HOW TO USE THIS ONLINE MAGAZINE
by clicking the arrows at the side of the page.
by clicking anywhere on the page. A slider will appear, allowing you to adjust your zoom level.
and move the page around when zoomed in by dragging the page.
and return to the original size by clicking on the page again.
by entering text in the search field and click on "In This Issue" or "All Issues" to search the current issue or the archive of back issues
a PDF of this magazine.
by clicking on thumbnails to select pages, and then press the print button.
a page via email, Facebook, Twitter and more.
TO VIEW PREVIOUS EDITIONS
, click the
button at the bottom of the screen.
Beyond the Bale : September 2012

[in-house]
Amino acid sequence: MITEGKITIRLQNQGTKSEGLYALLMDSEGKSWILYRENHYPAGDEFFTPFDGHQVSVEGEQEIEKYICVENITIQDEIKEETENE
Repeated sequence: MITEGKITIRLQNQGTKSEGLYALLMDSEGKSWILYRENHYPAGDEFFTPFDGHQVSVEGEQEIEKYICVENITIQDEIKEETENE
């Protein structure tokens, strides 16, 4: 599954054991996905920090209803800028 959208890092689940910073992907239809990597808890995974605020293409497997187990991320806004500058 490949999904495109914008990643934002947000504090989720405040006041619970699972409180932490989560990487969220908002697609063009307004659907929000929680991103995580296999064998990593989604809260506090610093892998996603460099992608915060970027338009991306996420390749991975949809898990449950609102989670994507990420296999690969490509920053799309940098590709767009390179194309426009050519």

14 OFF-FARM September 2012 BEYOND THE BALE enhance Korean consumers' awareness and education of the origins of Australian Merino. "Australian Merino has so many interesting stories and wonderful benefits to tell, which is why GS wishes to develop a new consumer marketing program focused on the green and natural story behind Merino wool," Mr Lee said. Representatives from GS recently visited the 'Athelington' property near Canberra to film on-farm activities for its wool tracing program, with the short film to be shown in the coming Autumn/ Winter season during the GS wool apparel sales programs. During this same visit to Australia an official signing ceremony took place at AWI's Sydney office, at which AWI CEO FAST FACTS l AWI has formed a marketing partnership with the world's third largest online retailer, GS Home Shopping. l The Korean-based company recognised that its customers are becoming increasingly interested in product provenance and the story behind their purchases. l GS representatives visited Australia and made a short documentary detailing on-farm activities and the new product tracing program. BUILDING DEMAND IN KOREA AWI and GS Home Shopping in Korea have established a marketing partnership to increase Korean consumers' awareness of Australian Merino wool. GS Home Shopping is the world's third largest online retailer and is a Woolmark and Woolmark Blend licensee, selling affordable and quality woollen products, increasing these volumes by 20 per cent in the past three years. From January 2009 to June 2011, Australia exported 11,838 tonnes of greasy wool to Korea, making the country the world's sixth biggest importer of raw Australian wool. AWI country manager for Korea, Hyunwon Lee, said AWI has been working with GS on a joint marketing project to GS Home Shopping vice-president Kim Sangdeok with Tim Cathles from 'Athelington', the property where the online retail giant filmed part of its documentary to promote the origins of Australian Merino wool. Stuart McCullough and GS vice-president Kim Sangdeok formalised the partnership. "The main goal of this partnership is to increase market attention to the Merino tracing program launch, highlighting the natural, biodegradable and renewable benefits; increase the demand for Merino wool; and encourage the local industry and retailers to participate in the Merino marketing program," Mr Lee said. "Korean consumers have a growing desire to know exactly where the products they buy originate. It is not just about buying an actual product, but also buying the story behind the product. This is why GS plans to put its marketing priority on the authenticity of Merino wool products through the implementation of a tracing program from the upcoming Autumn/ Winter season." Through the GS TV channel and mobile video clips, GS will be able to show the origins of Australian Merino wool, from the marketing partnership signing ceremony in Sydney right through to on-farm activities. This will be accompanied by 20,000 outfits of Merino wool knitwear made from Athelington wool, merchandised by GS and specially promoted as a premium edition under a private GS brand. "We trust the launch of the corporate wool marketing partnership and tracing program with GS will contribute to increasing the demand for wool and also encourage the positive attributes of Merino woollen products on the online retail sector," Mr Lee added.